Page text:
Note that this is not specific to Solaris 11. A similar package grouping was already existing under Solaris 10 and earlier and the POSIX compliant utilities were only installed in the "End User", "Developer" and "Full install" metaclusters. Having a system or a zone installed with the "Core" or "Networking support" metacluster would then have lead to the very same xpg4 missing issue.

Note also that the lack of /usr/xpg4/bin/awk in a Solaris 11 system is not a POSIX compliance failure. Only full Solaris installations are used in the vast majority of tests performed by Oracle and ISVs, including the Open Group certification program. Reduced installations are supported but not qualified.

Should you distribute shell scripts (or applications embedding shell scripts/calling shell commands) for Solaris 11, you just need to define /system/xopen/xcu4 as a dependency in their IPS package and the installer will automatically do what is required for the script to work properly:

depend fmri=pkg:/system/xopen/xcu4 type=require

See https://docs.oracle.com/cd/E53394_01/html/E54820/dependtypes.html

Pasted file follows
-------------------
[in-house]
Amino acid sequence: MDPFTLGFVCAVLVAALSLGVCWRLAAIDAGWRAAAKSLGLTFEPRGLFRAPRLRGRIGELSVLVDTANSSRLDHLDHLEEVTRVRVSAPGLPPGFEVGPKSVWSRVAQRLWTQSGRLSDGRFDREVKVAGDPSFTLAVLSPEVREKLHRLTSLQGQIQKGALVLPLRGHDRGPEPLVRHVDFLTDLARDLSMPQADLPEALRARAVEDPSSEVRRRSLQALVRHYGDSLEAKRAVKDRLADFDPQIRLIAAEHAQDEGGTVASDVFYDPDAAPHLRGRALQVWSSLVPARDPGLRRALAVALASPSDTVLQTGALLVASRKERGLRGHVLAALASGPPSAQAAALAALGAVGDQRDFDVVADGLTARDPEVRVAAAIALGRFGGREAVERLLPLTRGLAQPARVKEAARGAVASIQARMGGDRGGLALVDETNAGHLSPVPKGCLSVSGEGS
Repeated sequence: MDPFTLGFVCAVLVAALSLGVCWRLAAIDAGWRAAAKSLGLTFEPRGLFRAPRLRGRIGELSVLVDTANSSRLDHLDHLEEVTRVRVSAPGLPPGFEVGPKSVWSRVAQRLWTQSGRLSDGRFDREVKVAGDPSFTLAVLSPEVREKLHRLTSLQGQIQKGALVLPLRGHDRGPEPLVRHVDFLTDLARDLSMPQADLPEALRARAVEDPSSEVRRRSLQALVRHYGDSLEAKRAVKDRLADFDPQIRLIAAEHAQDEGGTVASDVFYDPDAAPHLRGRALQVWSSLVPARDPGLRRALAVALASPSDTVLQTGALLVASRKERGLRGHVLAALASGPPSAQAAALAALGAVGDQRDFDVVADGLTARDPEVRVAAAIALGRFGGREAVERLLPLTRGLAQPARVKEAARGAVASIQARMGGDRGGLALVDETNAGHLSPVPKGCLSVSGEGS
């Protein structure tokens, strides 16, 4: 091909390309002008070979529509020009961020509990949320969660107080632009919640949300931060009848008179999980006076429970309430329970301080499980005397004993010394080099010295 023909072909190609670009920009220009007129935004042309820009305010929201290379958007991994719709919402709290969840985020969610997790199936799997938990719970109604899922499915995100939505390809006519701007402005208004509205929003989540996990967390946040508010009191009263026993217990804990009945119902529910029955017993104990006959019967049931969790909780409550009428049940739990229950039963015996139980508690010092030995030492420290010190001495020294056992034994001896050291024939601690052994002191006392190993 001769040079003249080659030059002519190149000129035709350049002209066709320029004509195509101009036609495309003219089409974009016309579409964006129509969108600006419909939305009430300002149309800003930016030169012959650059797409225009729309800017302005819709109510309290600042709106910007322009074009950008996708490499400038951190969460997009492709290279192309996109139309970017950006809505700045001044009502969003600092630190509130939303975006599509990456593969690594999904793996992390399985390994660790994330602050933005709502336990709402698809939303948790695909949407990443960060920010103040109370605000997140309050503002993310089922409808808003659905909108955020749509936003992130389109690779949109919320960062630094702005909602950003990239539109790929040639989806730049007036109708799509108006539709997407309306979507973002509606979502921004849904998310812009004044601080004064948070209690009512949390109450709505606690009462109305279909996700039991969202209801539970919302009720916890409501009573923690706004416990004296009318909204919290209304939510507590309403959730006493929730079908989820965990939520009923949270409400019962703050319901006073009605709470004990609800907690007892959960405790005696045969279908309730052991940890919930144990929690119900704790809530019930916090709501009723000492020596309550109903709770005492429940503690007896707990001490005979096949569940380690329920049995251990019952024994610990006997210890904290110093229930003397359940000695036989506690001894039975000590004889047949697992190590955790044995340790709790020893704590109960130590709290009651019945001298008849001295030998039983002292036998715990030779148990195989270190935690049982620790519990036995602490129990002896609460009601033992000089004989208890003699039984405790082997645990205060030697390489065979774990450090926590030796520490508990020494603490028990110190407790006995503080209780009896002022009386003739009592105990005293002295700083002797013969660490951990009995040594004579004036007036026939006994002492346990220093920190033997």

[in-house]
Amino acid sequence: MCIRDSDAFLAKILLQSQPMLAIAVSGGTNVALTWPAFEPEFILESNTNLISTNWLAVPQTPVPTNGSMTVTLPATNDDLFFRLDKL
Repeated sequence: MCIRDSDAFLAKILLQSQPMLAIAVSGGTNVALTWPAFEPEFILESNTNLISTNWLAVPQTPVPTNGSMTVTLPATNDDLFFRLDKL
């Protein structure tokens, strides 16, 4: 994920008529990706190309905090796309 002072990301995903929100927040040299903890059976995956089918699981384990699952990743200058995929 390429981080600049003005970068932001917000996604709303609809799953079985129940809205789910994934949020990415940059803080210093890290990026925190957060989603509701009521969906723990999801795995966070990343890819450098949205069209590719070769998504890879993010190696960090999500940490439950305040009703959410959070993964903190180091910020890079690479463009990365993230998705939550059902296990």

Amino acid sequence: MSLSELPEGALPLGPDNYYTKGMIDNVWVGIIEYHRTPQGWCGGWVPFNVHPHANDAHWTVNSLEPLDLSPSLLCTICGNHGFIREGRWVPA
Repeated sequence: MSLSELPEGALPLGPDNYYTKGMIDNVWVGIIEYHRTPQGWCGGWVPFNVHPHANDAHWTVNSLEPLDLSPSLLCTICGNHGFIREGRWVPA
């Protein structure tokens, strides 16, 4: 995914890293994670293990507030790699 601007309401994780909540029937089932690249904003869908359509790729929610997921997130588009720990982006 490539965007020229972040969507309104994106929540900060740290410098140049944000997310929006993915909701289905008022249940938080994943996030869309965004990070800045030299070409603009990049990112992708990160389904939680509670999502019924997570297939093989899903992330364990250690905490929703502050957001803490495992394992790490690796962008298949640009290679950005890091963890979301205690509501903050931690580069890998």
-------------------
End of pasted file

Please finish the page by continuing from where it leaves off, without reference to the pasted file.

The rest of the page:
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    The lack of a POSIX compliant awk is a POSIX conformance failure. A system that doesn't have a POSIX compliant awk can't run POSIX compliant scripts. Those small-solaris-server are not POSIX let alone Unix systems. And I suppose they're not covered by the certificate Solaris obtained from the Open Group. – Stéphane Chazelas Apr 21 '17 at 14:02
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    @StéphaneChazelas Yes, these systems are not qualified so are obviously not covered. Same would happen if Solaris is installed on a non qualified hardware. POSIX/Unix compliance is not a prerequisite for Solaris to work properly. Solaris itself makes no use of POSIX utilities when they differ from its own ones. – jlliagre Apr 21 '17 at 14:11
  • @StéphaneChazelas In any case, a POSIX awk is always present on a Solaris system or non global zone so the issue is not about availability but limited to the name of the command (nawk vs awk). docs.oracle.com/cd/E53394_01/html/E54763/nawk-1.html – jlliagre Apr 23 '17 at 7:18
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    nawk is almost POSIX (it doesn't support CONVFMT for instance), but yes, at least that's not as bad as grep (that doesn't have the POSIX -e/-E for instance) or tr (that doesn't have tr a-f A-F). – Stéphane Chazelas Apr 23 '17 at 7:53
  • @StéphaneChazelas Indeed, clarification added to my reply. Thanks. – jlliagre Apr 23 '17 at 8:13